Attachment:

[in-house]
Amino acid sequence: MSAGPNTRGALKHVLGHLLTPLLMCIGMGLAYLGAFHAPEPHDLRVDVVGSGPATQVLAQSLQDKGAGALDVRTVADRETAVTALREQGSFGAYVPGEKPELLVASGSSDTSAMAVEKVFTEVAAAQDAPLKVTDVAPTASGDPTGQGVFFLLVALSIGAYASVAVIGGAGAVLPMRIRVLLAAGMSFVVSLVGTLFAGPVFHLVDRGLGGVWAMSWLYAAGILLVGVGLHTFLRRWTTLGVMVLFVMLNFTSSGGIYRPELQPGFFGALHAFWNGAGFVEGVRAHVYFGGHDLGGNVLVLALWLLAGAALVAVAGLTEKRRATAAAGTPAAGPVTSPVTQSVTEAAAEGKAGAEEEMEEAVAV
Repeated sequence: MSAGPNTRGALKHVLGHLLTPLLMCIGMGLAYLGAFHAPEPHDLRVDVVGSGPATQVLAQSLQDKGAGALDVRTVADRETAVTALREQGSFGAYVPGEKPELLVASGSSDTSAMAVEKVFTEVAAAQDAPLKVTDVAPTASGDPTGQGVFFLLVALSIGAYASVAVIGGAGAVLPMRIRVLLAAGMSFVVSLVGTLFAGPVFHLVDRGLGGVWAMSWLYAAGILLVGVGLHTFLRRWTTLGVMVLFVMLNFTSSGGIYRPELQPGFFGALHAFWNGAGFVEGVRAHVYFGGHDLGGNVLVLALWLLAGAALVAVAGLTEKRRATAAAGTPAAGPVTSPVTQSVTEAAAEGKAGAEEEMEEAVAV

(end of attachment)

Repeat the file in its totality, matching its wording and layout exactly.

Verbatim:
[in-house]
Amino acid sequence: MSAGPNTRGALKHVLGHLLTPLLMCIGMGLAYLGAFHAPEPHDLRVDVVGSGPATQVLAQSLQDKGAGALDVRTVADRETAVTALREQGSFGAYVPGEKPELLVASGSSDTSAMAVEKVFTEVAAAQDAPLKVTDVAPTASGDPTGQGVFFLLVALSIGAYASVAVIGGAGAVLPMRIRVLLAAGMSFVVSLVGTLFAGPVFHLVDRGLGGVWAMSWLYAAGILLVGVGLHTFLRRWTTLGVMVLFVMLNFTSSGGIYRPELQPGFFGALHAFWNGAGFVEGVRAHVYFGGHDLGGNVLVLALWLLAGAALVAVAGLTEKRRATAAAGTPAAGPVTSPVTQSVTEAAAEGKAGAEEEMEEAVAV
Repeated sequence: MSAGPNTRGALKHVLGHLLTPLLMCIGMGLAYLGAFHAPEPHDLRVDVVGSGPATQVLAQSLQDKGAGALDVRTVADRETAVTALREQGSFGAYVPGEKPELLVASGSSDTSAMAVEKVFTEVAAAQDAPLKVTDVAPTASGDPTGQGVFFLLVALSIGAYASVAVIGGAGAVLPMRIRVLLAAGMSFVVSLVGTLFAGPVFHLVDRGLGGVWAMSWLYAAGILLVGVGLHTFLRRWTTLGVMVLFVMLNFTSSGGIYRPELQPGFFGALHAFWNGAGFVEGVRAHVYFGGHDLGGNVLVLALWLLAGAALVAVAGLTEKRRATAAAGTPAAGPVTSPVTQSVTEAAAEGKAGAEEEMEEAVAV